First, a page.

We’ve overcomplicated the mountains. We’ve walled them off with luxury condos and expensive (yet often mediocre) restaurants. We’ve covered them in webcams and lodges that call to mind the lairs of James Bond supervillains. We’ve installed speed traps on trails, complete with radar gun-wielding would-be ski cops. Worst of all, we’ve allowed lift tickets to ascend near the upper reaches of $200 per day.

But then there’s the chilled wind in the face, the gliding over a smooth crystalline surface, the plunge into deep fresh fluff, (the baptism-by-snow that follows), the momentary lapses of gravity, the conversations that can happen nowhere else but on a seat suspended precariously over frozen trees and crags. It makes the planning, the flights and the crowds all worth it.

Remove the logistics from skiing and snowboarding and what’s left isn’t dissimilar to taking off on a jog or going on a bike ride. As with those activities, the act requires a specific set of items. Three-layer jackets, insulated mittens or gloves, a warm and protective helmet, goggles and everything that’s underneath it all: baselayers, mid-layers, a balaclava, not to mention a snowboard or a pair of skis.

It’s all highly specialized to immersion and movement in the cold. Downhill skiing and, while younger, snowboarding too, are sports with decades-long histories that collectively have pushed equipment past imaginable zeniths over and again. This year’s gear is the best, until next winter rolls around. It might seem stress-inducing, but it shouldn’t be — take comfort knowing that whenever something new is needed, the best is available now and a better rendition is a season away.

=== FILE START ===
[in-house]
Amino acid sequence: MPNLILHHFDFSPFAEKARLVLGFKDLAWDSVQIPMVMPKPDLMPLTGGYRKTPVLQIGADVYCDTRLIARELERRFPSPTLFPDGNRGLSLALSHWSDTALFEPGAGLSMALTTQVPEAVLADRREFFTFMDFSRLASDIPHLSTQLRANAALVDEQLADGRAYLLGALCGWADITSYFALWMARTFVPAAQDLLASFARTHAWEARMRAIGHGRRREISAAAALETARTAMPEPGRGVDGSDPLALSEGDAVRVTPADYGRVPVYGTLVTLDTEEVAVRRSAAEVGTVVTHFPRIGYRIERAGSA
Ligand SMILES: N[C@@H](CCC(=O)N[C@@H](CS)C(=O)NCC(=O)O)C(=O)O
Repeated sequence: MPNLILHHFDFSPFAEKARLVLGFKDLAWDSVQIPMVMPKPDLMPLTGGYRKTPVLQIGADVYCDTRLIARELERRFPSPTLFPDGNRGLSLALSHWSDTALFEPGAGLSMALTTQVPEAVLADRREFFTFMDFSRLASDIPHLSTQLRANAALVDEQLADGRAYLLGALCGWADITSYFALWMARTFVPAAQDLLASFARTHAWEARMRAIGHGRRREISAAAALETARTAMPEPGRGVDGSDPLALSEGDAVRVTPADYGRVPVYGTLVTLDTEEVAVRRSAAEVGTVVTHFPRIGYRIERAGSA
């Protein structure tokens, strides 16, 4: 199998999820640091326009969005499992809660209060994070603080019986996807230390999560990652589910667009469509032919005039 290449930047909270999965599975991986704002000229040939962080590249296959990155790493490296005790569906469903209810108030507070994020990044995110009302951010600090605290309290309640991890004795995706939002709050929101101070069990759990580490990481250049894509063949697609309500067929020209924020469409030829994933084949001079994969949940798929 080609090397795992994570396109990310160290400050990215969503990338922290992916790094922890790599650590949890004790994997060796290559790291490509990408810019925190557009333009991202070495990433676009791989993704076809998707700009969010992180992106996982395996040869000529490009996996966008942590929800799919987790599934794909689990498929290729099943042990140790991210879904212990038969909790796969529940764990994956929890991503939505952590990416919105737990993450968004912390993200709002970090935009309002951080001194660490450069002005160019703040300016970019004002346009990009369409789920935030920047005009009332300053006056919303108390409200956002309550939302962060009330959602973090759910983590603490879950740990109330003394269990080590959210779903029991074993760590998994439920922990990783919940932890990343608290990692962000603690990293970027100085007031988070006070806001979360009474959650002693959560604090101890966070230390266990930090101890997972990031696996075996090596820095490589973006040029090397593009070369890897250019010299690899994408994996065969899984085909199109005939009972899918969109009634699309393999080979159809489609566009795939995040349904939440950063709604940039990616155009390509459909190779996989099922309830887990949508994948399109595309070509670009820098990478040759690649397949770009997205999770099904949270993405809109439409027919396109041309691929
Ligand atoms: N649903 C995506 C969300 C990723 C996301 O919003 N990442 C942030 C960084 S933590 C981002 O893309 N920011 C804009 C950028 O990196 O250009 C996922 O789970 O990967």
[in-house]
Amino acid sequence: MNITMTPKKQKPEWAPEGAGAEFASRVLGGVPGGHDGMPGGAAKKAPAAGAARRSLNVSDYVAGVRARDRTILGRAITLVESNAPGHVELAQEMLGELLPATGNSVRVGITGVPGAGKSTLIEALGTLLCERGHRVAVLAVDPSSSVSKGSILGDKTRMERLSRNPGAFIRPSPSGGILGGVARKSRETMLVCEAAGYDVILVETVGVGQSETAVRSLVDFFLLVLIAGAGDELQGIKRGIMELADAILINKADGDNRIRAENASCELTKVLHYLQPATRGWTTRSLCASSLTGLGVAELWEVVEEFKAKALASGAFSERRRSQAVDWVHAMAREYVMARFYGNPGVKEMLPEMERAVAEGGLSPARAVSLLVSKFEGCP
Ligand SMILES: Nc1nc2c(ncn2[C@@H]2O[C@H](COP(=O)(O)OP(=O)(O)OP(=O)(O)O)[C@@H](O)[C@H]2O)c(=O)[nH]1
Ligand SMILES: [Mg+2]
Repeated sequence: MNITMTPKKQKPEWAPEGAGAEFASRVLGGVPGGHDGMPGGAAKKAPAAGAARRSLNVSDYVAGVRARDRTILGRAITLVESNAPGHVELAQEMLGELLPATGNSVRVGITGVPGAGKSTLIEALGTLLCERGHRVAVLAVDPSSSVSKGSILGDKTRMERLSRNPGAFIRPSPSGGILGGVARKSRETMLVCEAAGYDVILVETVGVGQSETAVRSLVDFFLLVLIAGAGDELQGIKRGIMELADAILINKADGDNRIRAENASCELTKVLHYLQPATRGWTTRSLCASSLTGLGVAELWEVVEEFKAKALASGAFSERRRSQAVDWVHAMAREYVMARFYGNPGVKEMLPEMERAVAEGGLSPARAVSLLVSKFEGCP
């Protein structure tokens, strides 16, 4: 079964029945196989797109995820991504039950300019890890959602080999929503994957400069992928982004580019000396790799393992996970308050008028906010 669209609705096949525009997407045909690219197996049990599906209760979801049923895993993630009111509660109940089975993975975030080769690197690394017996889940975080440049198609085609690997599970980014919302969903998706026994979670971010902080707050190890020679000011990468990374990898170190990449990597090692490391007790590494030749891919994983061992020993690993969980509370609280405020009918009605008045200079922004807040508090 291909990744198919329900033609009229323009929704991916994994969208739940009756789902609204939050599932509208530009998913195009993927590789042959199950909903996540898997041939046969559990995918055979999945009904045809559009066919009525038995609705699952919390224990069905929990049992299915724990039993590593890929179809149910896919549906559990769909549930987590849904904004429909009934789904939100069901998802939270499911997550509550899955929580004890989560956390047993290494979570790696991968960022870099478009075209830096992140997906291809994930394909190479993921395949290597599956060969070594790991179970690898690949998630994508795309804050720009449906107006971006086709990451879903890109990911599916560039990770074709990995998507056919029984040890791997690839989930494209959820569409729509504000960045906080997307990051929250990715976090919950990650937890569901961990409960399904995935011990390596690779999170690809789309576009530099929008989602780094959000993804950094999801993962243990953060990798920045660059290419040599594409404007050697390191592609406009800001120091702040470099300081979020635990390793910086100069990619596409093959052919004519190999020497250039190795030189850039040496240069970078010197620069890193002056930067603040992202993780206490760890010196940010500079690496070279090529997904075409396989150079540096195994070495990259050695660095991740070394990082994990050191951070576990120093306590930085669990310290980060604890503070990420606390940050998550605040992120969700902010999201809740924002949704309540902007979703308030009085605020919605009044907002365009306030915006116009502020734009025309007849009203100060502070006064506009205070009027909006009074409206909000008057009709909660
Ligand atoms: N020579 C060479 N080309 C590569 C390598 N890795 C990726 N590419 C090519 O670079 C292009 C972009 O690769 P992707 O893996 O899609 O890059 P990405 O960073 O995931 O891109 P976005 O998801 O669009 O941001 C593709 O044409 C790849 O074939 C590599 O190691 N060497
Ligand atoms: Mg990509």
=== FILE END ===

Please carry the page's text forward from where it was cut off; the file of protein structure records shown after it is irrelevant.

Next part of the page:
In the end, the crowds might thicken to a density that makes getting uphill a much longer process than descending, the clouds might roll in and block the sun while refusing to dispense a single snowflake, the wind might howl and grind to a halt the chairlifts that reach upper elevations. None of this matters. Not as long as you’re comfortable, and in good company.

Editor’s Note: Many of the items featured in this story won’t be available until Fall 2019. We’re already at work testing it so that, come that time, we can let you know what’s worth it and what doesn’t work. All photos were shot on location in Breckenridge, Colorado.

TDS Infrared Gore-Tex Jacket by Volcom Coming Fall 2019
Stretch Gore-Tex Pant by Volcom Coming Fall 2019
Mine Over Helmet by Mine77 $140
M3 Snapback Goggle by Mine77 $300
Freeride CZone Mitten by Hestra Coming Fall 2019
Snowdrifter Backpack by Patagonia $169
Malavita EST Binding by Burton $320
B.O.D. Snowboard by Endeavor $450

DRT Jacket by The North Face Coming Fall 2019
DRT Pant by The North Face Coming Fall 2019
Level Helmet by Smith Coming Fall 2019
4D Mag Goggle by Smith Coming Fall 2019
The Pep Trigger Mitt by Oyuki ~$160
Signature Poacher 32L Pack by Dakine Coming Fall 2019
Sonic R1 Ski Pole by Swix Coming Fall 2019
Sakana Ski by Line $750

Ninjasuit Pro by Airblaster Coming Fall 2019
Jussi Oksannan Pro by Stance Coming Fall 2019
Capilene Air Hoodie by Patagonia $149
Capilene Air Bottoms by Patagonia $129
Le Send by Le Bent Coming Fall 2019
Stryka Hoody by Arc’teryx Coming Fall 2019

Better Sweater Henley by Patagonia Coming Fall 2019
Telluride Sherpa Shirtjac by Toad & Co. Coming Fall 2019
Leather Deck boots by Xtratuf Coming Fall 2019
Standard Snow Boot by Vans $160
The Bridger Cap by Coal Coming Fall 2019
Beanie by Mine77 (Available with helmet)

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